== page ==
Understanding Zero-Cross and Phase-Angle Control
This technical article provides a brief summary of different types of industrial heaters, heater power controllers and which control product is the best solution for your system.
Types of Industrial Heaters and Controllers
Shift Controls ISPA series use proportional zero-cross Solid state relay (SSR) controllers and the IFPA series uses proportional zero-cross silicon controlled rectifier (SCR) power controllers for standard, resistive heater applications. Zero-cross power controllers are ideal for the most common type of resistive process heaters.
SSR and SCR controllers are time-proportioned (0-100%) solid state power controllers. Zero-cross indicates that power is turned on and off when the AC sine wave is at zero volts. Zero-cross controllers eliminate arcing and electrical interference created by mechanical contactors opening and closing under load. SSR and SCR controllers are solid state, no moving parts are involved, allowing power to be switched up to 20 times per second. SSR controllers are typically used on smaller, single phase heater loads and SCR controllers loads are typically used on larger electrical loads.
Advantages of SCR and SSR solid state switching controllers are a longer controller life, longer heater life, tighter temperature control, and reduced electrical interference, compared to traditional mechanical contactors and mercury switches. Solid state switching allows for much faster switching, compared to mechanical contactors. Time proportioned control greatly reduces the temperature swings that a heater experiences during control cycles, reducing the thermal cycling heater elements are exposed to, thereby increasing the life of the heater.
Resistive Heaters - Ideal for Zero-Cross SSRs and SCRs
Resistive heater element’s resistance is very stable across the heater’s temperature range. This is known as a low hot to cold ratio. Because the resistance is stable with temperature, the current draw of the heater is constant over large changes in temperature. The constant resistance means the heater will have a linear control response, making temperature control easier across a broad temperature range.
Examples of resistive heater element materials with a low hot to cold ratio are:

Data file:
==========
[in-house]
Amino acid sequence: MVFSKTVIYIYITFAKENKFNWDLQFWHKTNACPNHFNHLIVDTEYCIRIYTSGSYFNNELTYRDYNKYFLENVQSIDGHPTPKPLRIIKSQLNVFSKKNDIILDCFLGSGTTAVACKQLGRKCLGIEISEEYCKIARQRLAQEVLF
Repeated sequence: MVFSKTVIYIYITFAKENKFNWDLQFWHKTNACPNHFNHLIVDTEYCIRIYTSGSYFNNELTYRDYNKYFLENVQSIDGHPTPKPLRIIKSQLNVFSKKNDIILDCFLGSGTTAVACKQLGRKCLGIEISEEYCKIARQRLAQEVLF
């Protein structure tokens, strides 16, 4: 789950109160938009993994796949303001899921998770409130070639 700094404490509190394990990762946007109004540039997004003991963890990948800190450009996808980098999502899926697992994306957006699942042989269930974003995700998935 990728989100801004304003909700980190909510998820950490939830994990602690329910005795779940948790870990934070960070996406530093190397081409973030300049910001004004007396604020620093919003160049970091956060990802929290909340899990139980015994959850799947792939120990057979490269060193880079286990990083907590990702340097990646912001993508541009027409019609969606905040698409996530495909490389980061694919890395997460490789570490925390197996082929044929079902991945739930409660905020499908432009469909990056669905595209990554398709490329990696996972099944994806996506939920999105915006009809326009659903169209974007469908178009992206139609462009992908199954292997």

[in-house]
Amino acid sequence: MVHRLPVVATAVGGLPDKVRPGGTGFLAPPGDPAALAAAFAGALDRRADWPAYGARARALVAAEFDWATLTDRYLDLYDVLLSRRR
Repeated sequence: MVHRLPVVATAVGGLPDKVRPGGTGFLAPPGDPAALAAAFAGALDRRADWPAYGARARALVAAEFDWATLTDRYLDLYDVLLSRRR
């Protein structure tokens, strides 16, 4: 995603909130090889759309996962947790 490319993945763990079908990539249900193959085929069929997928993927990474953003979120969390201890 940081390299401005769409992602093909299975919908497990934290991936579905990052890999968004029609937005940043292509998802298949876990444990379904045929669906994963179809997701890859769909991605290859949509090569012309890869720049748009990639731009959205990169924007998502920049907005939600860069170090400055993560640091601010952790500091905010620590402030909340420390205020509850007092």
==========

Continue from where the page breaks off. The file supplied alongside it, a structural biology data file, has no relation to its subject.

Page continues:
- Iron Chromium
- Aluminum Alloy
- 80% - 20% Nickel Chromium (Nichrome Wire)
Most common process heaters, heat trace or heat tape, and many furnaces are resistive heaters. For these applications, zero-cross controllers are typically the best solution. Zero-cross controllers offer similar performance to phase-angle controllers, without the electrical interference issues or additional cost.
A minority of applications will fall into the category of having a high inrush current, or high hot to cold ratio, which may require a custom power controller solution. When cold, these heaters have a lower element resistance, which causes high current during initial heat up. The current decreases as the heater element temperature increases and the resistance increases. This type of heater may require the power controller to limit the current to the elements until the heater is up to operating temperature.
Elements with high hot to cold ratios can exhibit this behavior, some examples are:
- Quartz (Tungsten)
- Infrared (Tungsten)
- Silicon Carbide (higher resistance when cold) - higher current draw when hot
Heater loads coupled to transformers have a similar problem - the high inductance of the transformer causes high inrush currents. This inrush current is higher than the expected current draw from the heater element alone. An over-sized or phase-angle SCR with current limiting protection may be required.
Please e-mail us at firstname.lastname@example.org with details of your application, we would be happy to help with a solution.
- Brad Kettler